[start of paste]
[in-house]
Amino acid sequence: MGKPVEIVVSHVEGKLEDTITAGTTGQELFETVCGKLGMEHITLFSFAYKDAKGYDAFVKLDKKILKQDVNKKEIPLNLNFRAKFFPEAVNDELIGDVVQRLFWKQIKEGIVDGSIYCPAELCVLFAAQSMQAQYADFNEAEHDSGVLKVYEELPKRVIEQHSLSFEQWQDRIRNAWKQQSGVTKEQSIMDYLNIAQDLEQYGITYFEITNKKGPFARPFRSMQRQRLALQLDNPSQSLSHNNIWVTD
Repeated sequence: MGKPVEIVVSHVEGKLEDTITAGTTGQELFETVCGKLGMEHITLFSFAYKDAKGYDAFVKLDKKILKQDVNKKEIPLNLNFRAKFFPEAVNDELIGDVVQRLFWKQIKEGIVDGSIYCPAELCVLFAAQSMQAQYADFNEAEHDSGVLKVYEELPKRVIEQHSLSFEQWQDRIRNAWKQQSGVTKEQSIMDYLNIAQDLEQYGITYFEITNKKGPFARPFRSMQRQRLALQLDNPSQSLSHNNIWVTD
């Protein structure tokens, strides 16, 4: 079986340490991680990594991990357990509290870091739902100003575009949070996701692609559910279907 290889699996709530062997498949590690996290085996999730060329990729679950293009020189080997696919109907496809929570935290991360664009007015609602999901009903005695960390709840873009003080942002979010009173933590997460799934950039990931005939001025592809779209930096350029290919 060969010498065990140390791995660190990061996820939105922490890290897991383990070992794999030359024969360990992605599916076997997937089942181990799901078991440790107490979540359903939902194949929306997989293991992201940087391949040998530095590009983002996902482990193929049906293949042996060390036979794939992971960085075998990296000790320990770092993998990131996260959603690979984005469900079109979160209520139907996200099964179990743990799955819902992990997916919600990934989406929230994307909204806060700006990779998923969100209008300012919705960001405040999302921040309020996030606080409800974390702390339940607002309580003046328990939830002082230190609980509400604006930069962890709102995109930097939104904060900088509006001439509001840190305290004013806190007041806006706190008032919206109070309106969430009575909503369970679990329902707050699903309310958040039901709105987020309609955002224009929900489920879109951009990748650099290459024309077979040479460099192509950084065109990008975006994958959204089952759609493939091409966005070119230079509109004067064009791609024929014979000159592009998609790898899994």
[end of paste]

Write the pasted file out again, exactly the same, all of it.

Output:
[in-house]
Amino acid sequence: MGKPVEIVVSHVEGKLEDTITAGTTGQELFETVCGKLGMEHITLFSFAYKDAKGYDAFVKLDKKILKQDVNKKEIPLNLNFRAKFFPEAVNDELIGDVVQRLFWKQIKEGIVDGSIYCPAELCVLFAAQSMQAQYADFNEAEHDSGVLKVYEELPKRVIEQHSLSFEQWQDRIRNAWKQQSGVTKEQSIMDYLNIAQDLEQYGITYFEITNKKGPFARPFRSMQRQRLALQLDNPSQSLSHNNIWVTD
Repeated sequence: MGKPVEIVVSHVEGKLEDTITAGTTGQELFETVCGKLGMEHITLFSFAYKDAKGYDAFVKLDKKILKQDVNKKEIPLNLNFRAKFFPEAVNDELIGDVVQRLFWKQIKEGIVDGSIYCPAELCVLFAAQSMQAQYADFNEAEHDSGVLKVYEELPKRVIEQHSLSFEQWQDRIRNAWKQQSGVTKEQSIMDYLNIAQDLEQYGITYFEITNKKGPFARPFRSMQRQRLALQLDNPSQSLSHNNIWVTD
């Protein structure tokens, strides 16, 4: 079986340490991680990594991990357990509290870091739902100003575009949070996701692609559910279907 290889699996709530062997498949590690996290085996999730060329990729679950293009020189080997696919109907496809929570935290991360664009007015609602999901009903005695960390709840873009003080942002979010009173933590997460799934950039990931005939001025592809779209930096350029290919 060969010498065990140390791995660190990061996820939105922490890290897991383990070992794999030359024969360990992605599916076997997937089942181990799901078991440790107490979540359903939902194949929306997989293991992201940087391949040998530095590009983002996902482990193929049906293949042996060390036979794939992971960085075998990296000790320990770092993998990131996260959603690979984005469900079109979160209520139907996200099964179990743990799955819902992990997916919600990934989406929230994307909204806060700006990779998923969100209008300012919705960001405040999302921040309020996030606080409800974390702390339940607002309580003046328990939830002082230190609980509400604006930069962890709102995109930097939104904060900088509006001439509001840190305290004013806190007041806006706190008032919206109070309106969430009575909503369970679990329902707050699903309310958040039901709105987020309609955002224009929900489920879109951009990748650099290459024309077979040479460099192509950084065109990008975006994958959204089952759609493939091409966005070119230079509109004067064009791609024929014979000159592009998609790898899994």